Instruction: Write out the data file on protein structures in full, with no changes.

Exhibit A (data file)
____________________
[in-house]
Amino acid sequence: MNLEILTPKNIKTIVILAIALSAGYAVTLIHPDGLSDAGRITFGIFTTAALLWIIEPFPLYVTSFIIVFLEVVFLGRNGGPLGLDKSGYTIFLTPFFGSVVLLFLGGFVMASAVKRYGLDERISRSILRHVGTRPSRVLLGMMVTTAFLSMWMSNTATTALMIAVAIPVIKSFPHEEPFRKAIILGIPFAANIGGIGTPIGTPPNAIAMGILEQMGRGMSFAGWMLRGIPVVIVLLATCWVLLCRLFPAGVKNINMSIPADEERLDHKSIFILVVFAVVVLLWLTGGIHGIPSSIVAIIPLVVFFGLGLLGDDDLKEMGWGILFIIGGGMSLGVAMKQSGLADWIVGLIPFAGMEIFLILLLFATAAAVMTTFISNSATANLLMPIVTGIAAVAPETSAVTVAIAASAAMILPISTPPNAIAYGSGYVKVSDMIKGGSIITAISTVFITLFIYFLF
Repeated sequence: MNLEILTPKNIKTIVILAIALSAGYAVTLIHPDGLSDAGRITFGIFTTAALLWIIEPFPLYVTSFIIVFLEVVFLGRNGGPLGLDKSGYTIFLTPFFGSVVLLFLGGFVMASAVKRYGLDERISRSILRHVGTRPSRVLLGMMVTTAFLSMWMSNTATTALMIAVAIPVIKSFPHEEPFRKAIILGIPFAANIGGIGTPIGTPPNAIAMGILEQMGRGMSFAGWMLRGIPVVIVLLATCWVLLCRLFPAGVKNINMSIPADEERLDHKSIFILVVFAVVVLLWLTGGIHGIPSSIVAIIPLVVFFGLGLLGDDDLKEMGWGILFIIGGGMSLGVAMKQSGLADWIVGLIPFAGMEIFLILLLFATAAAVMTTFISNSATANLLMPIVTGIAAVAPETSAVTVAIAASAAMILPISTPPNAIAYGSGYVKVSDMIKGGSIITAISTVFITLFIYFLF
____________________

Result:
[in-house]
Amino acid sequence: MNLEILTPKNIKTIVILAIALSAGYAVTLIHPDGLSDAGRITFGIFTTAALLWIIEPFPLYVTSFIIVFLEVVFLGRNGGPLGLDKSGYTIFLTPFFGSVVLLFLGGFVMASAVKRYGLDERISRSILRHVGTRPSRVLLGMMVTTAFLSMWMSNTATTALMIAVAIPVIKSFPHEEPFRKAIILGIPFAANIGGIGTPIGTPPNAIAMGILEQMGRGMSFAGWMLRGIPVVIVLLATCWVLLCRLFPAGVKNINMSIPADEERLDHKSIFILVVFAVVVLLWLTGGIHGIPSSIVAIIPLVVFFGLGLLGDDDLKEMGWGILFIIGGGMSLGVAMKQSGLADWIVGLIPFAGMEIFLILLLFATAAAVMTTFISNSATANLLMPIVTGIAAVAPETSAVTVAIAASAAMILPISTPPNAIAYGSGYVKVSDMIKGGSIITAISTVFITLFIYFLF
Repeated sequence: MNLEILTPKNIKTIVILAIALSAGYAVTLIHPDGLSDAGRITFGIFTTAALLWIIEPFPLYVTSFIIVFLEVVFLGRNGGPLGLDKSGYTIFLTPFFGSVVLLFLGGFVMASAVKRYGLDERISRSILRHVGTRPSRVLLGMMVTTAFLSMWMSNTATTALMIAVAIPVIKSFPHEEPFRKAIILGIPFAANIGGIGTPIGTPPNAIAMGILEQMGRGMSFAGWMLRGIPVVIVLLATCWVLLCRLFPAGVKNINMSIPADEERLDHKSIFILVVFAVVVLLWLTGGIHGIPSSIVAIIPLVVFFGLGLLGDDDLKEMGWGILFIIGGGMSLGVAMKQSGLADWIVGLIPFAGMEIFLILLLFATAAAVMTTFISNSATANLLMPIVTGIAAVAPETSAVTVAIAASAAMILPISTPPNAIAYGSGYVKVSDMIKGGSIITAISTVFITLFIYFLF